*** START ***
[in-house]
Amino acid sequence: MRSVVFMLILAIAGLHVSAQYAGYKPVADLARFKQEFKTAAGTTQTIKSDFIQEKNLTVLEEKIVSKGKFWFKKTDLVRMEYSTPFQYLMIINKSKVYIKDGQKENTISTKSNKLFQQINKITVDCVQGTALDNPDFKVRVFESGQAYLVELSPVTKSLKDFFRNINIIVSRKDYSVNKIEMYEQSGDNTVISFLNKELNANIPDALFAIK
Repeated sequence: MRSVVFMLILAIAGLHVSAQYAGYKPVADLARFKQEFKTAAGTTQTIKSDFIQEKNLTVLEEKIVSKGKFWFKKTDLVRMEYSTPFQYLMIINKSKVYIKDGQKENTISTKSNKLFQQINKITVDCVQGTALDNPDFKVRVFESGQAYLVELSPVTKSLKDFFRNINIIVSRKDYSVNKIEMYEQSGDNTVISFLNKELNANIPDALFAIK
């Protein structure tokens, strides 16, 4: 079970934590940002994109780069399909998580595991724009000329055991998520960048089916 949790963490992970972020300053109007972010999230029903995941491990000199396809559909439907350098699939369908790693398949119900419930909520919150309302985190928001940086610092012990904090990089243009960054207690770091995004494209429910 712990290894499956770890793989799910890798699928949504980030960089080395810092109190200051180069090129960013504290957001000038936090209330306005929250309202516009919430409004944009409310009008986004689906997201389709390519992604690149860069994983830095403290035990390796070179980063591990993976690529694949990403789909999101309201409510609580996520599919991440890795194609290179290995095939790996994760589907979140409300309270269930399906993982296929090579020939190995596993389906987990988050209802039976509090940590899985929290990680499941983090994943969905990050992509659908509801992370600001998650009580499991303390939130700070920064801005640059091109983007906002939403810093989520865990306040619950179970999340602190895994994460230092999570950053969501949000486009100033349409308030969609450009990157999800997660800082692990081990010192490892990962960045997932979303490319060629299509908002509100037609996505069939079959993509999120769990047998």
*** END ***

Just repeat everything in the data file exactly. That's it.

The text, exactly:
[in-house]
Amino acid sequence: MRSVVFMLILAIAGLHVSAQYAGYKPVADLARFKQEFKTAAGTTQTIKSDFIQEKNLTVLEEKIVSKGKFWFKKTDLVRMEYSTPFQYLMIINKSKVYIKDGQKENTISTKSNKLFQQINKITVDCVQGTALDNPDFKVRVFESGQAYLVELSPVTKSLKDFFRNINIIVSRKDYSVNKIEMYEQSGDNTVISFLNKELNANIPDALFAIK
Repeated sequence: MRSVVFMLILAIAGLHVSAQYAGYKPVADLARFKQEFKTAAGTTQTIKSDFIQEKNLTVLEEKIVSKGKFWFKKTDLVRMEYSTPFQYLMIINKSKVYIKDGQKENTISTKSNKLFQQINKITVDCVQGTALDNPDFKVRVFESGQAYLVELSPVTKSLKDFFRNINIIVSRKDYSVNKIEMYEQSGDNTVISFLNKELNANIPDALFAIK
């Protein structure tokens, strides 16, 4: 079970934590940002994109780069399909998580595991724009000329055991998520960048089916 949790963490992970972020300053109007972010999230029903995941491990000199396809559909439907350098699939369908790693398949119900419930909520919150309302985190928001940086610092012990904090990089243009960054207690770091995004494209429910 712990290894499956770890793989799910890798699928949504980030960089080395810092109190200051180069090129960013504290957001000038936090209330306005929250309202516009919430409004944009409310009008986004689906997201389709390519992604690149860069994983830095403290035990390796070179980063591990993976690529694949990403789909999101309201409510609580996520599919991440890795194609290179290995095939790996994760589907979140409300309270269930399906993982296929090579020939190995596993389906987990988050209802039976509090940590899985929290990680499941983090994943969905990050992509659908509801992370600001998650009580499991303390939130700070920064801005640059091109983007906002939403810093989520865990306040619950179970999340602190895994994460230092999570950053969501949000486009100033349409308030969609450009990157999800997660800082692990081990010192490892990962960045997932979303490319060629299509908002509100037609996505069939079959993509999120769990047998």